Across China: "Share-agriculture" aids spring farming amid epidemic

Source: Xinhua| 2020-02-29 10:33:01|Editor: huaxia

CHANGSHA, Feb. 29 (Xinhua) -- As the weather turns warmer after the Spring Festival, Li Xinbing, general manager of the Changde Hongfuyuan Agricultural Development Co. Ltd. in central China's Hunan Province, is starting to get worried about his company's over 66 hectares of vegetables.

Located in Shimeitang Township, Dingcheng District of the city of Changde, the company runs a vegetable planting base for Hong Kong and Macao. At present, it is the golden time for spring plowing and sowing. There are still vegetables such as garlic sprouts, coriander and celery in the fields that need to be plucked.

"There is no time to wait for the out-of-town workers to pluck these vegetables," Li said adding that since most of the workers were from the mountainous provinces of Guizhou and Yunnan, they were stranded at home and could not return to their posts due to the outbreak of the epidemic.

As a labor-intensive agricultural production enterprise, if the company is short of labor, not only will the farming season be missed, but the vegetables will get rotten in the fields, resulting in great economic losses.

As the situation became grimmer, Li asked the township government for help. An idea of "sharing farmers," which can solve the company's problem while helping the local farmers find jobs, gave Li hope.

After investigations, Li Yueping, an official of the town, has helped introduce more than 20 local villagers to work on the company's vegetable bases. These villagers can be called share-farmers as they have not been employed by the company but worked for it temporarily under the special situation of the epidemic.

Eight villagers who had been working in local cooperatives joined the plucking work at the vegetable bases due to the delayed opening of their cooperatives. Another 13 villagers whose enterprises in other places have not resumed work also undertook the work of plucking vegetables, which earn them more than 3,000 yuan (428.2 U.S. dollars) per person each month.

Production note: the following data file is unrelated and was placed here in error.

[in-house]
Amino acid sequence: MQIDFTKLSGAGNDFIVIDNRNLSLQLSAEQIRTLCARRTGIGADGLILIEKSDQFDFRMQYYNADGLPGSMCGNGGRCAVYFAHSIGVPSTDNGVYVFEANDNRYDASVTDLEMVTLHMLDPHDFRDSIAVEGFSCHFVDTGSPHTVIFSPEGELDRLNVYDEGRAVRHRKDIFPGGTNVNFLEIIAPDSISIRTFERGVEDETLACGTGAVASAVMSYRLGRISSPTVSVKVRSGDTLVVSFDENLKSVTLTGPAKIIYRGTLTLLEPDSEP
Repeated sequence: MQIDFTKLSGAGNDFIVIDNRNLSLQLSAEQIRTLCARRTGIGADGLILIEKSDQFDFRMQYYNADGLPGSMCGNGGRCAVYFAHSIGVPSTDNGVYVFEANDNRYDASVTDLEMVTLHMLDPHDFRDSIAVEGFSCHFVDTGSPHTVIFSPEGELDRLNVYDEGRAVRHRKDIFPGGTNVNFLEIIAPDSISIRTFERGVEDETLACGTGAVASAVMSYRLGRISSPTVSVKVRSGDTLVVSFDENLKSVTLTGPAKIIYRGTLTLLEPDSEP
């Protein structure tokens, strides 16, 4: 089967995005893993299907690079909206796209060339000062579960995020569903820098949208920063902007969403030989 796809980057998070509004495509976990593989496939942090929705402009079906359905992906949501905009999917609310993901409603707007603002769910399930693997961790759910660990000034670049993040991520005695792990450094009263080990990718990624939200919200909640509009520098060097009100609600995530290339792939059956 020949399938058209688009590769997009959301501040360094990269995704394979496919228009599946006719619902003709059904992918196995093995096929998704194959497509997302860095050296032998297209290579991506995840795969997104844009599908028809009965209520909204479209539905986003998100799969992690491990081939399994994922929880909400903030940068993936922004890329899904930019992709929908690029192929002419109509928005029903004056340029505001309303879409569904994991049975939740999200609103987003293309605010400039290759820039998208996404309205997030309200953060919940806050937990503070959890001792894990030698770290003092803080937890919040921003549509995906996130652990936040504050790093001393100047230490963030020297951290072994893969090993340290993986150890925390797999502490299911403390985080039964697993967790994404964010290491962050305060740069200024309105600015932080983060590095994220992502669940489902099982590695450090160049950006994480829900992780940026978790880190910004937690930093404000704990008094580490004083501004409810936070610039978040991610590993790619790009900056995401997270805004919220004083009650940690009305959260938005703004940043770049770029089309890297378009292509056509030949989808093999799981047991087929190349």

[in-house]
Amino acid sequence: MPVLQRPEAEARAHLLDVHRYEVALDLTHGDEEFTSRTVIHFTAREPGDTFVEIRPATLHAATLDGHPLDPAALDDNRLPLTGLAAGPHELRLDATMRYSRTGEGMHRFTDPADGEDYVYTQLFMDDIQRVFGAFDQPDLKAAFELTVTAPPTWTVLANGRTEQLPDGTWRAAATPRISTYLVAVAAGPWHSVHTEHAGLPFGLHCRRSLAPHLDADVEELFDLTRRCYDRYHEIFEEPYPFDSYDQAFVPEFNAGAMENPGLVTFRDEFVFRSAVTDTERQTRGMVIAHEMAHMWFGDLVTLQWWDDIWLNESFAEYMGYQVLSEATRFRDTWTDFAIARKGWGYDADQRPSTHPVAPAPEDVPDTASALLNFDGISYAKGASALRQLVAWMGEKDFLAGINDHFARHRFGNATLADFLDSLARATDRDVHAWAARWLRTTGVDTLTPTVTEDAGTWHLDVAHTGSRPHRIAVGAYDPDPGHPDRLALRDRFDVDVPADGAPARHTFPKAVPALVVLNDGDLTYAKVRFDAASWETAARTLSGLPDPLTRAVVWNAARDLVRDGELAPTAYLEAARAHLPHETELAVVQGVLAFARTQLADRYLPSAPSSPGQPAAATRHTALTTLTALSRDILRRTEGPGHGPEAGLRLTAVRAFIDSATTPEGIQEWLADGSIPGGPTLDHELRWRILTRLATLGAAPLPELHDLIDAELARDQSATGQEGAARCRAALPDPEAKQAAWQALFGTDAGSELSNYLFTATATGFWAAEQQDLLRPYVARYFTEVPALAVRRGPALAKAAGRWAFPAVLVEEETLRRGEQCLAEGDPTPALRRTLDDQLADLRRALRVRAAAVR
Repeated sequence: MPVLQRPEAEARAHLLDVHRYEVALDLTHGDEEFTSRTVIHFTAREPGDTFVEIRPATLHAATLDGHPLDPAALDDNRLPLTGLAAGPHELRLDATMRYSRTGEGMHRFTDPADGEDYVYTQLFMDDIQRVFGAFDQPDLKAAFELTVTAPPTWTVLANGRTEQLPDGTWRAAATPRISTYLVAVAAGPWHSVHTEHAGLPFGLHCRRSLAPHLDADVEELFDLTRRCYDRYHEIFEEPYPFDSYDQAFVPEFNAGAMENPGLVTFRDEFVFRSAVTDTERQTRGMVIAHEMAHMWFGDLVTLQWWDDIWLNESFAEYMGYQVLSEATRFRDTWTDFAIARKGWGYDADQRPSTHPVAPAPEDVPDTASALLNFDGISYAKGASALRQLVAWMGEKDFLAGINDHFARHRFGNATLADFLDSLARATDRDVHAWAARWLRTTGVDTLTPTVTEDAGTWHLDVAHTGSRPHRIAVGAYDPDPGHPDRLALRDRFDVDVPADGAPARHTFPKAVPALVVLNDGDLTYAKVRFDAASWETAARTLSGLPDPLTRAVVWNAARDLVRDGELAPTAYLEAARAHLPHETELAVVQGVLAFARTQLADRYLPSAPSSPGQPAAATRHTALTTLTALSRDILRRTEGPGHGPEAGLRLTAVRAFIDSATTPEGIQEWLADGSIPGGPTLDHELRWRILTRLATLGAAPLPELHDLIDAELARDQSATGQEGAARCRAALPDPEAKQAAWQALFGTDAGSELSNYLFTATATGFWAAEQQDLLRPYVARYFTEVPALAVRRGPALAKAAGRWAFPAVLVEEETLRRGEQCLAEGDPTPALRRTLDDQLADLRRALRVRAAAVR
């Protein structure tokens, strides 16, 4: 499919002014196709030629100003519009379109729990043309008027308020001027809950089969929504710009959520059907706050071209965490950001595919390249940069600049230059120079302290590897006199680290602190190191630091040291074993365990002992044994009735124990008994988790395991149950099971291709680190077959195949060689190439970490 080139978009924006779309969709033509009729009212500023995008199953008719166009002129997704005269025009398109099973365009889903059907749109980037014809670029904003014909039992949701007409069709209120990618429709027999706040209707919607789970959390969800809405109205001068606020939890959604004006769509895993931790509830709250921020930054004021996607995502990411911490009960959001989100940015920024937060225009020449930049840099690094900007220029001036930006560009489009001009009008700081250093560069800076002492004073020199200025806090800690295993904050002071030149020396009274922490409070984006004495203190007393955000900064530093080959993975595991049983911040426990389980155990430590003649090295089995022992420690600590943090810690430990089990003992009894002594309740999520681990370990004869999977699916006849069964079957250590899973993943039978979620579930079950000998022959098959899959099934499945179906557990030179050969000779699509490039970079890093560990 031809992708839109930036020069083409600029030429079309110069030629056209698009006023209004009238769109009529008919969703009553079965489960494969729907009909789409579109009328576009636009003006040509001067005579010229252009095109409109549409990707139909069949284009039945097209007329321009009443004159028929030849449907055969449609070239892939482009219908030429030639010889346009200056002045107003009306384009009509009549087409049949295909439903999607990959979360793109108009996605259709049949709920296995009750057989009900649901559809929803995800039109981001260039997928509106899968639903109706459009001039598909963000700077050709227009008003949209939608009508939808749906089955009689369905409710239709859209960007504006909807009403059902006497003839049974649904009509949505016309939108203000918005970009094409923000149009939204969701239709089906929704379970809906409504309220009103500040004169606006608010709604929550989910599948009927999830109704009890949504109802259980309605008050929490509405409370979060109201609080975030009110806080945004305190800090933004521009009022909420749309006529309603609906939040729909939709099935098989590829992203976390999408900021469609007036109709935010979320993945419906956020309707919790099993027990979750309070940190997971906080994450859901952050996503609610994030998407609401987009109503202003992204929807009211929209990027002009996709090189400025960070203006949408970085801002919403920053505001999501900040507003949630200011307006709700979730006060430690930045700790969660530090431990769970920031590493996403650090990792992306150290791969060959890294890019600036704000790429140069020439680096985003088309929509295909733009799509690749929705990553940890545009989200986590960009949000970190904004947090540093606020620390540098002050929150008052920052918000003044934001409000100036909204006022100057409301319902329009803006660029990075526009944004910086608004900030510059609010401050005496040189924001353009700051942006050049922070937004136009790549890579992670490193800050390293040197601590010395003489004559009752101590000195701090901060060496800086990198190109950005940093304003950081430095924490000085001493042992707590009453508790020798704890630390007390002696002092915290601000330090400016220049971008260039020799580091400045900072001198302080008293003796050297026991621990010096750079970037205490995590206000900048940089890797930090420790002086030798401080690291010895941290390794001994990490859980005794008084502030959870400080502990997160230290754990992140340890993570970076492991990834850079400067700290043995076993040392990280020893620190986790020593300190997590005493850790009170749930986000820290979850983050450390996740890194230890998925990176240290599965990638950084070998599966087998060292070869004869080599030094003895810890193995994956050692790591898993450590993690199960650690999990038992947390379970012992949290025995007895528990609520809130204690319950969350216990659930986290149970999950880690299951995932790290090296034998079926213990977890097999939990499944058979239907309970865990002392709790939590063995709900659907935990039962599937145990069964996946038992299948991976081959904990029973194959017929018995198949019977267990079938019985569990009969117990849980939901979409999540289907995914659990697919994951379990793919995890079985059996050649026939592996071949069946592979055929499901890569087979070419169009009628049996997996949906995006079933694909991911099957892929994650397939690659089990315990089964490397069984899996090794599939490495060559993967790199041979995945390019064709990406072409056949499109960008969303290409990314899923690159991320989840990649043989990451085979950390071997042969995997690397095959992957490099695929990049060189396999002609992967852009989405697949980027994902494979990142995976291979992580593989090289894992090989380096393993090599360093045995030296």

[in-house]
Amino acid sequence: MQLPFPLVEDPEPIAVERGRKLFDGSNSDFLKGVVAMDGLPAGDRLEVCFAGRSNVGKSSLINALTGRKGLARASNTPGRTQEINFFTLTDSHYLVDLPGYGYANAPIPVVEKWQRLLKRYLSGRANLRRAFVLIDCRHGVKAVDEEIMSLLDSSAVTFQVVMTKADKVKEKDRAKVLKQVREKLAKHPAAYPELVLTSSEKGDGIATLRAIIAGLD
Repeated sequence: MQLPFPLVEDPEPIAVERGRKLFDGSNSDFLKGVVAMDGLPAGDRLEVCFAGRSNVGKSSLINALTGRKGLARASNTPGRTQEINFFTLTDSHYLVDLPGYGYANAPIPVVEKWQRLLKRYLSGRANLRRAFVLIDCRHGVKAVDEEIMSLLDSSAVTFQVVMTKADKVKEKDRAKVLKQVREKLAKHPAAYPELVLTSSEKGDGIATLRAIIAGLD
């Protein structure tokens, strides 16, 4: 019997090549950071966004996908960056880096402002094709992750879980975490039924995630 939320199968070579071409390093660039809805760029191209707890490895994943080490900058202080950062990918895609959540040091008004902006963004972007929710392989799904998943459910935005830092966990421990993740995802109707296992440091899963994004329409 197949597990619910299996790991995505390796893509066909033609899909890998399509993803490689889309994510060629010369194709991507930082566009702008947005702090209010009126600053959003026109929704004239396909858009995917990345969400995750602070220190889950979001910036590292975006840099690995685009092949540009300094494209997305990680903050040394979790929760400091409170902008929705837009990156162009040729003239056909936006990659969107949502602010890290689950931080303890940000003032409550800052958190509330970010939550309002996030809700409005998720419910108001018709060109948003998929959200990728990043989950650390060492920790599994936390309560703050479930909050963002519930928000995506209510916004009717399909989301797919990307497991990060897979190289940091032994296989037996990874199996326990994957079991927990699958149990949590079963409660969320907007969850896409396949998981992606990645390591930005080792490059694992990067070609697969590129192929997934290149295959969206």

Li Xinbing said these local labor forces could come help for about three months, which solves the urgent need of the company.

"Previously, we were worried about our income. Now we can work, and we feel quite relieved," said a villager who works at the vegetable base.

Not far away in Xiejiapu Township, the "shared agricultural machinery" of the Jiufa Agricultural Machinery Service Company is plowing the rice fields.

Recently, Jiufa launched the online service of renting "shared agricultural machinery," and communicated with farmers who need to rent over the phone, WeChat and other non-contact approaches.

After checking the basic information of the farmers who apply to rent, the agricultural machinery will be transported by flatbed truck to the designated location, and the fee will be deducted when they finish the farm work.

"Seeds and fertilizer were ready for use, as we prepared last year, but I cannot go out to rent farm machinery because of the epidemic," said Luo Ming, a villager from Xiachenwan village in the town, who was worried about his 200 hectares of unplowed early-season rice fields.

Deciding to give it a chance, Luo Ming found the "shared agricultural machinery" program online and submitted his ID information and driving license to apply. After paying a deposit of 20,000 yuan through WeChat, he received the agricultural machinery the next day.

According to the company, they now have 48 "shared agriculture machinery" and already signed lease agreements with more than 30 local households who own large-scale agricultural industries. The "non-contact" renting method not only helps the farmers rent agricultural machinery in a timely manner during the spring farming season but also reduces the risk of epidemic transmission caused by crowd gathering.